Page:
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Hüseyin Kurt

Ph.D. in History

Hüseyin is a doctoral candidate at Northeastern University studying the Ottoman Empire, modern Middle Eastern history, modern Europe, and World history. He is interested in state-religion relations in imperial settings and nation-states, social movements, intellectual and cultural history, knowledge and reform in the Muslim world, Islamic political thought, and the global history of constitutionalism. Currently, he works on his dissertation project: “Strategies of Survival: Popular Piety and Subaltern Publicity of Islamic Revival in Early Republican Turkey, 1925-1960.” Hüseyin investigates how the subordinate strata of the Turkish nation-in-the-making outside major urban centers of Anatolia survived the repressive regulations and aggressively secular measures of the Kemalist state from 1925 until 1960. From a subaltern perspective, he examines religion-state relations focusing on Said Nursi’s Nur community as a case study for a social history of religious life in the early Turkish Republic. He analyzes the ways in which religious commonfolk resisted the top-down imposition of Kemalist cultural experiments and their strategies to re-shape cultural and religious policies of the state in the long run. He also analyzes the contributions of ordinary people to the Republic of Turkey in its transformation into a more pluralistic political entity than before as well as to republican values such as self-improvement, self-initiative, public opinion, collective decision-making, popular sovereignty, the national identity of Turkishness, active citizenship with civil and human rights including but not limited to the freedom of conscience and the right to practice religion, dedication to the nation, and participation into the collective good. ​Huseyin’s research demonstrates that Nurcus’ struggle to survive as a group of pious people in a hostile secular regime, whose way of life and strong beliefs in the Afterlife were at odds with the positivist teachings of the Kemalist education system and public policies, forced Nurcus to configure certain workable but non-confrontational strategies so that they could bypass state intervention into their religious lives but to keep public peace for a potential rapprochement in the future with the state. Thus, Nurcus negotiated the character of national identity and secularism and contributed to the democratic experience of the Turkish Republic during the multiparty regime in the 1950s. ​ Hüseyin received his B.A. in International Relations from Istanbul University focusing on diplomacy and world politics. He earned two Master’s degrees; one in Islamic Studies from Hartford Seminary in Connecticut and the other in Ottoman & Modern Middle Eastern History from State University of New York, Binghamton. Hüseyin engaged in religious work at Bloomfield Muslim Community Center in Connecticut before coming to Northeastern University to study World History. Hüseyin is fond of visiting historical sites and an avid fan of public history.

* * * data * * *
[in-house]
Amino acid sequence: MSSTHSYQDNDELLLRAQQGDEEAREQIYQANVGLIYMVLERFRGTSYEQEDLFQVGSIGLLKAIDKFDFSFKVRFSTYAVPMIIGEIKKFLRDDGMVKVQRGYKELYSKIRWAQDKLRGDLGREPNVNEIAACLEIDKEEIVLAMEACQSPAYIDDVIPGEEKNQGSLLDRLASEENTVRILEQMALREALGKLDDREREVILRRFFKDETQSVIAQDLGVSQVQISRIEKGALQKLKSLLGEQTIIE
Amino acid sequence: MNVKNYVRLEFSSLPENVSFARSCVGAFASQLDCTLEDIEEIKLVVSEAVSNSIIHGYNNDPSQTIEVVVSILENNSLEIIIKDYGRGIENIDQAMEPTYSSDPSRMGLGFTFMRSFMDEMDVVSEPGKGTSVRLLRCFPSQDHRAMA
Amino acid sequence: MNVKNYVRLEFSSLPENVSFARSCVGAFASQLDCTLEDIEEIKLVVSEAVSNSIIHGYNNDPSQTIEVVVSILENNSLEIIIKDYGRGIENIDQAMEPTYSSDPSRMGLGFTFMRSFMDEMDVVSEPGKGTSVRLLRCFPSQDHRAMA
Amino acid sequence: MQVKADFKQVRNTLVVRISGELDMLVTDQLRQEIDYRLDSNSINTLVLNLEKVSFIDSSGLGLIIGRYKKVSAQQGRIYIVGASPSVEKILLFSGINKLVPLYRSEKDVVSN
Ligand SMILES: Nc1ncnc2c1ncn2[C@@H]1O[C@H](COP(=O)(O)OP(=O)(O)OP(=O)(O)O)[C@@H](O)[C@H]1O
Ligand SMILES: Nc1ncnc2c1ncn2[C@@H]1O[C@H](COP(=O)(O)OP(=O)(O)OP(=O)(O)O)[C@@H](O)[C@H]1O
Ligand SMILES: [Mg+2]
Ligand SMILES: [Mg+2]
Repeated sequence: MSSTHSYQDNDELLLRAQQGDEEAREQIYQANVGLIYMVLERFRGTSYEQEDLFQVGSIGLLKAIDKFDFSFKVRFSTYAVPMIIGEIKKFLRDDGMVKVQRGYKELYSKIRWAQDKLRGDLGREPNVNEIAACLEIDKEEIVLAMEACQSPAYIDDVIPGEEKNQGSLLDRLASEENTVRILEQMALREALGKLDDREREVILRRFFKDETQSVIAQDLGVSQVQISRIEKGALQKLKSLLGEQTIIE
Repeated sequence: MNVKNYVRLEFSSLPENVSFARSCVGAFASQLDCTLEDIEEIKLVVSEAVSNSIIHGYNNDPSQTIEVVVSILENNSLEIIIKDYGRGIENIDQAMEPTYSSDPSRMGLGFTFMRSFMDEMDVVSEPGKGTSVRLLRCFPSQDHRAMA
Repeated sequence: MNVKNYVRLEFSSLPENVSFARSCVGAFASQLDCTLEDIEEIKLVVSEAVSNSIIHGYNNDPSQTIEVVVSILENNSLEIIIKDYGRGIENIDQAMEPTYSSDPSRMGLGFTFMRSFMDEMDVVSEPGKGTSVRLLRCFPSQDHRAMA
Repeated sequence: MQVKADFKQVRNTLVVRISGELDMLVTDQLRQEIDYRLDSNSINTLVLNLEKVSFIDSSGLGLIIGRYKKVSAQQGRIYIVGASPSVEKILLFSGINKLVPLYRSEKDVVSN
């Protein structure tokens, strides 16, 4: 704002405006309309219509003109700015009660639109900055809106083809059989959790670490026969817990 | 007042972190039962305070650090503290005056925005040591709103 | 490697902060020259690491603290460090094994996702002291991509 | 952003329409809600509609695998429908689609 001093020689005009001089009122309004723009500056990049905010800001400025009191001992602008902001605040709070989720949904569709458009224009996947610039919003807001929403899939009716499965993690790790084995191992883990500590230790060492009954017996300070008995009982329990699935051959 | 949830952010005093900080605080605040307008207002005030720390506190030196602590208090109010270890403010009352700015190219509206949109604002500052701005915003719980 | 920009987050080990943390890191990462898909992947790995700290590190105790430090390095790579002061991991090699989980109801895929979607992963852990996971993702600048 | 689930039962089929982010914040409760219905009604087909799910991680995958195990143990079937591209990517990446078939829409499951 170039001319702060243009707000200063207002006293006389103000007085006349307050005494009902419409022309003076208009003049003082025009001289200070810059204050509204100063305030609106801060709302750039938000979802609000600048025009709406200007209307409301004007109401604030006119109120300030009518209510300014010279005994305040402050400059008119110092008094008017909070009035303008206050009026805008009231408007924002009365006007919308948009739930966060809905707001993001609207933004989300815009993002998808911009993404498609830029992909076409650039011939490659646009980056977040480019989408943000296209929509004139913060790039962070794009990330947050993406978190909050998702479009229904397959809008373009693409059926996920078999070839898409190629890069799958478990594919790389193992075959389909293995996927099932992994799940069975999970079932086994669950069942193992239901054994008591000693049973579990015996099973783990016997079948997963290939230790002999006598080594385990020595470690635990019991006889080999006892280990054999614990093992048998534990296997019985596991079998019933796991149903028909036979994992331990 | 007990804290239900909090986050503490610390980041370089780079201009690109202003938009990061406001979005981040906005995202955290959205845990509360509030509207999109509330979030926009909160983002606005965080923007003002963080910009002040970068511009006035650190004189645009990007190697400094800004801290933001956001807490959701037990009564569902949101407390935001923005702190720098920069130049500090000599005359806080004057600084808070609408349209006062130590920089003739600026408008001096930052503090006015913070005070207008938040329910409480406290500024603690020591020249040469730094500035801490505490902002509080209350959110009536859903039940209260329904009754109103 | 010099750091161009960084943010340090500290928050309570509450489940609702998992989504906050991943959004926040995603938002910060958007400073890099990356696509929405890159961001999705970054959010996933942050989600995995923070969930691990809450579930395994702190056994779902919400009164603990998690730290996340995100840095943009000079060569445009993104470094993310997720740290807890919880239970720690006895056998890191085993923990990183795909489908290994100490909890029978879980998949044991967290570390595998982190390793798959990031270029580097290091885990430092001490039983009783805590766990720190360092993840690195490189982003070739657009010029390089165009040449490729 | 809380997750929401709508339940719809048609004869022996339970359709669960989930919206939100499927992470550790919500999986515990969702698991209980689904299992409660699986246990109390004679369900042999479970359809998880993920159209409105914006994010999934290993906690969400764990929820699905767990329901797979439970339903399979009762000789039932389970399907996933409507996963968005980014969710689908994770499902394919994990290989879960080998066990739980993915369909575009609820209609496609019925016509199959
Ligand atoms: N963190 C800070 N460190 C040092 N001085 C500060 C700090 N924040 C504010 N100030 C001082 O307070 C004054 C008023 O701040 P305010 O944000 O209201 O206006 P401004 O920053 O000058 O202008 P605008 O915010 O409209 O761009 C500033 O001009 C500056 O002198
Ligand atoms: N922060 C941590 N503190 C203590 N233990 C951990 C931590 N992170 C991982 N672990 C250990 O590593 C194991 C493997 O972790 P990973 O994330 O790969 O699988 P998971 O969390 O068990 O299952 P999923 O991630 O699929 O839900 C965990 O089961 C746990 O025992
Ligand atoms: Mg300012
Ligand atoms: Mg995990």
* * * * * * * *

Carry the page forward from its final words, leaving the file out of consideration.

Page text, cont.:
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Cohort: 2017

Research Interests: Constitutionalism, Knowledge and Reform in the Muslim World, Islamic Political Thought, Ottoman Empire & Modern Middle East

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